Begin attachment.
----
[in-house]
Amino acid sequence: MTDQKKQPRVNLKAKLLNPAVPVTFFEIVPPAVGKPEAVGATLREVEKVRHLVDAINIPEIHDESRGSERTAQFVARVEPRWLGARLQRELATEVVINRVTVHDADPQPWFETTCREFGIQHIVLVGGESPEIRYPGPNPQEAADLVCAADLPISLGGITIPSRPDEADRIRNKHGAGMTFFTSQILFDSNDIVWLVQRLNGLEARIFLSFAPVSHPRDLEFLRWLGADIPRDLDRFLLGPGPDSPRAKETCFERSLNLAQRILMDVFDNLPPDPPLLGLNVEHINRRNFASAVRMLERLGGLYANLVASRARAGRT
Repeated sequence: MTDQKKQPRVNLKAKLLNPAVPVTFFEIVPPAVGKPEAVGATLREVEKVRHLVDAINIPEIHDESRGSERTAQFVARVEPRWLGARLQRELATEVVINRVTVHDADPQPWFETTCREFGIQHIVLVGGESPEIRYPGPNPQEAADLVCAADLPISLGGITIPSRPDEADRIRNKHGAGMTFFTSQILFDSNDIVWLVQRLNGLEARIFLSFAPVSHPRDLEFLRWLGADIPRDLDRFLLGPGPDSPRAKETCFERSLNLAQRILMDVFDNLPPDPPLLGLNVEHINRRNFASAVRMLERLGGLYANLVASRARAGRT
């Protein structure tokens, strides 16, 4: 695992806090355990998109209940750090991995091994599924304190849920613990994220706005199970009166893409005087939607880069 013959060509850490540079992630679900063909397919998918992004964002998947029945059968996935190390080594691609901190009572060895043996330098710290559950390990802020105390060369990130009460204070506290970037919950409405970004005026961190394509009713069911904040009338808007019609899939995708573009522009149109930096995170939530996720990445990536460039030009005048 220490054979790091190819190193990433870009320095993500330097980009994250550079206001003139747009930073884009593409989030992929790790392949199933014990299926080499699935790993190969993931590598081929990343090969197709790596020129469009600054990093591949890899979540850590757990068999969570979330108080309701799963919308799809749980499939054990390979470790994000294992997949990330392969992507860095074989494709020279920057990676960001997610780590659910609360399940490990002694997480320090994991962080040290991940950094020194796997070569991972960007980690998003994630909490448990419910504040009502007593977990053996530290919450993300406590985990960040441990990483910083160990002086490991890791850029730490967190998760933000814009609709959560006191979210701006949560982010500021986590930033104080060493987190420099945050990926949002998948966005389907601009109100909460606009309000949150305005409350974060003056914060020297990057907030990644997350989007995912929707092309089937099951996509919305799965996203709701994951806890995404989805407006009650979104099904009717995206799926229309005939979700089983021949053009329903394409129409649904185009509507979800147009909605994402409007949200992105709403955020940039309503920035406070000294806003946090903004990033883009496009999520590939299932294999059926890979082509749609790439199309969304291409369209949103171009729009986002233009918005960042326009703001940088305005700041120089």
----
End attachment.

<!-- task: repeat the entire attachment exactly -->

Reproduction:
[in-house]
Amino acid sequence: MTDQKKQPRVNLKAKLLNPAVPVTFFEIVPPAVGKPEAVGATLREVEKVRHLVDAINIPEIHDESRGSERTAQFVARVEPRWLGARLQRELATEVVINRVTVHDADPQPWFETTCREFGIQHIVLVGGESPEIRYPGPNPQEAADLVCAADLPISLGGITIPSRPDEADRIRNKHGAGMTFFTSQILFDSNDIVWLVQRLNGLEARIFLSFAPVSHPRDLEFLRWLGADIPRDLDRFLLGPGPDSPRAKETCFERSLNLAQRILMDVFDNLPPDPPLLGLNVEHINRRNFASAVRMLERLGGLYANLVASRARAGRT
Repeated sequence: MTDQKKQPRVNLKAKLLNPAVPVTFFEIVPPAVGKPEAVGATLREVEKVRHLVDAINIPEIHDESRGSERTAQFVARVEPRWLGARLQRELATEVVINRVTVHDADPQPWFETTCREFGIQHIVLVGGESPEIRYPGPNPQEAADLVCAADLPISLGGITIPSRPDEADRIRNKHGAGMTFFTSQILFDSNDIVWLVQRLNGLEARIFLSFAPVSHPRDLEFLRWLGADIPRDLDRFLLGPGPDSPRAKETCFERSLNLAQRILMDVFDNLPPDPPLLGLNVEHINRRNFASAVRMLERLGGLYANLVASRARAGRT
């Protein structure tokens, strides 16, 4: 695992806090355990998109209940750090991995091994599924304190849920613990994220706005199970009166893409005087939607880069 013959060509850490540079992630679900063909397919998918992004964002998947029945059968996935190390080594691609901190009572060895043996330098710290559950390990802020105390060369990130009460204070506290970037919950409405970004005026961190394509009713069911904040009338808007019609899939995708573009522009149109930096995170939530996720990445990536460039030009005048 220490054979790091190819190193990433870009320095993500330097980009994250550079206001003139747009930073884009593409989030992929790790392949199933014990299926080499699935790993190969993931590598081929990343090969197709790596020129469009600054990093591949890899979540850590757990068999969570979330108080309701799963919308799809749980499939054990390979470790994000294992997949990330392969992507860095074989494709020279920057990676960001997610780590659910609360399940490990002694997480320090994991962080040290991940950094020194796997070569991972960007980690998003994630909490448990419910504040009502007593977990053996530290919450993300406590985990960040441990990483910083160990002086490991890791850029730490967190998760933000814009609709959560006191979210701006949560982010500021986590930033104080060493987190420099945050990926949002998948966005389907601009109100909460606009309000949150305005409350974060003056914060020297990057907030990644997350989007995912929707092309089937099951996509919305799965996203709701994951806890995404989805407006009650979104099904009717995206799926229309005939979700089983021949053009329903394409129409649904185009509507979800147009909605994402409007949200992105709403955020940039309503920035406070000294806003946090903004990033883009496009999520590939299932294999059926890979082509749609790439199309969304291409369209949103171009729009986002233009918005960042326009703001940088305005700041120089």